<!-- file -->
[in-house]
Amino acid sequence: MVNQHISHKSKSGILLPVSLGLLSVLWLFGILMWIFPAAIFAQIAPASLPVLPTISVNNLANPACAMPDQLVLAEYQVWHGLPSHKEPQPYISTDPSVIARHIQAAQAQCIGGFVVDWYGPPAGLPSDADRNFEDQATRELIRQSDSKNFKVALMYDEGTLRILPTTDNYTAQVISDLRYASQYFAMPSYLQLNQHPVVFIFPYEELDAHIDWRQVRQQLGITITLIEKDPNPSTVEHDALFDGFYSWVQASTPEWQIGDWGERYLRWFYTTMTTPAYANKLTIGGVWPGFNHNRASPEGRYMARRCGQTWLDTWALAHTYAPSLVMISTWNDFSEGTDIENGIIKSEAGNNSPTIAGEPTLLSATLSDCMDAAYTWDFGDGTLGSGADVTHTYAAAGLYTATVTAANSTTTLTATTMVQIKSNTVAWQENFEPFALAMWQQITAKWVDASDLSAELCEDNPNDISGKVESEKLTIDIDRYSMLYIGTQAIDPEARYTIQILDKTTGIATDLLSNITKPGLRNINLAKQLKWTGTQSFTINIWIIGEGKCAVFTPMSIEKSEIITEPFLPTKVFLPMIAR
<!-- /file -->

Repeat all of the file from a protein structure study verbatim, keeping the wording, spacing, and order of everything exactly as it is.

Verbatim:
[in-house]
Amino acid sequence: MVNQHISHKSKSGILLPVSLGLLSVLWLFGILMWIFPAAIFAQIAPASLPVLPTISVNNLANPACAMPDQLVLAEYQVWHGLPSHKEPQPYISTDPSVIARHIQAAQAQCIGGFVVDWYGPPAGLPSDADRNFEDQATRELIRQSDSKNFKVALMYDEGTLRILPTTDNYTAQVISDLRYASQYFAMPSYLQLNQHPVVFIFPYEELDAHIDWRQVRQQLGITITLIEKDPNPSTVEHDALFDGFYSWVQASTPEWQIGDWGERYLRWFYTTMTTPAYANKLTIGGVWPGFNHNRASPEGRYMARRCGQTWLDTWALAHTYAPSLVMISTWNDFSEGTDIENGIIKSEAGNNSPTIAGEPTLLSATLSDCMDAAYTWDFGDGTLGSGADVTHTYAAAGLYTATVTAANSTTTLTATTMVQIKSNTVAWQENFEPFALAMWQQITAKWVDASDLSAELCEDNPNDISGKVESEKLTIDIDRYSMLYIGTQAIDPEARYTIQILDKTTGIATDLLSNITKPGLRNINLAKQLKWTGTQSFTINIWIIGEGKCAVFTPMSIEKSEIITEPFLPTKVFLPMIAR